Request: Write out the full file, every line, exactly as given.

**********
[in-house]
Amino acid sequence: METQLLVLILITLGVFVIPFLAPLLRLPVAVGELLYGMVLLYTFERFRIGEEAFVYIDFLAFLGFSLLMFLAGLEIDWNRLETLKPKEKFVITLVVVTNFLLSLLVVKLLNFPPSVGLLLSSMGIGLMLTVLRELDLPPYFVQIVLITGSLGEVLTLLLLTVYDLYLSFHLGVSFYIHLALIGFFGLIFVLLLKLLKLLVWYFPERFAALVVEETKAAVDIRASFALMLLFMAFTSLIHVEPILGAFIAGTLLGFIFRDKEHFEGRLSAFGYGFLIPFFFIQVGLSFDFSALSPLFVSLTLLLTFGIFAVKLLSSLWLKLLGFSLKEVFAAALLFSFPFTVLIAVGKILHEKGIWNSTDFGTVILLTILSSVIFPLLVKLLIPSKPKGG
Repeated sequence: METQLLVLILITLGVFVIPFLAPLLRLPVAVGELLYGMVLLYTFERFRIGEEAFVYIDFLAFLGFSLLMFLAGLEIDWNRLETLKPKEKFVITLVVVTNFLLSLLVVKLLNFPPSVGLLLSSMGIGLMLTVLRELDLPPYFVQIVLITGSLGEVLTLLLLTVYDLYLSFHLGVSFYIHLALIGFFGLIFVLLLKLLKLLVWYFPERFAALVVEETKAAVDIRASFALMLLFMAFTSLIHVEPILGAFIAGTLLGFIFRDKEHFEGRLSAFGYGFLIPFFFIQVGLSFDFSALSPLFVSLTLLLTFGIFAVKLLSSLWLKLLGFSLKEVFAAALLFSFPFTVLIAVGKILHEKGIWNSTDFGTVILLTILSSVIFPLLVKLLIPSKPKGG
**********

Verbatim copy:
[in-house]
Amino acid sequence: METQLLVLILITLGVFVIPFLAPLLRLPVAVGELLYGMVLLYTFERFRIGEEAFVYIDFLAFLGFSLLMFLAGLEIDWNRLETLKPKEKFVITLVVVTNFLLSLLVVKLLNFPPSVGLLLSSMGIGLMLTVLRELDLPPYFVQIVLITGSLGEVLTLLLLTVYDLYLSFHLGVSFYIHLALIGFFGLIFVLLLKLLKLLVWYFPERFAALVVEETKAAVDIRASFALMLLFMAFTSLIHVEPILGAFIAGTLLGFIFRDKEHFEGRLSAFGYGFLIPFFFIQVGLSFDFSALSPLFVSLTLLLTFGIFAVKLLSSLWLKLLGFSLKEVFAAALLFSFPFTVLIAVGKILHEKGIWNSTDFGTVILLTILSSVIFPLLVKLLIPSKPKGG
Repeated sequence: METQLLVLILITLGVFVIPFLAPLLRLPVAVGELLYGMVLLYTFERFRIGEEAFVYIDFLAFLGFSLLMFLAGLEIDWNRLETLKPKEKFVITLVVVTNFLLSLLVVKLLNFPPSVGLLLSSMGIGLMLTVLRELDLPPYFVQIVLITGSLGEVLTLLLLTVYDLYLSFHLGVSFYIHLALIGFFGLIFVLLLKLLKLLVWYFPERFAALVVEETKAAVDIRASFALMLLFMAFTSLIHVEPILGAFIAGTLLGFIFRDKEHFEGRLSAFGYGFLIPFFFIQVGLSFDFSALSPLFVSLTLLLTFGIFAVKLLSSLWLKLLGFSLKEVFAAALLFSFPFTVLIAVGKILHEKGIWNSTDFGTVILLTILSSVIFPLLVKLLIPSKPKGG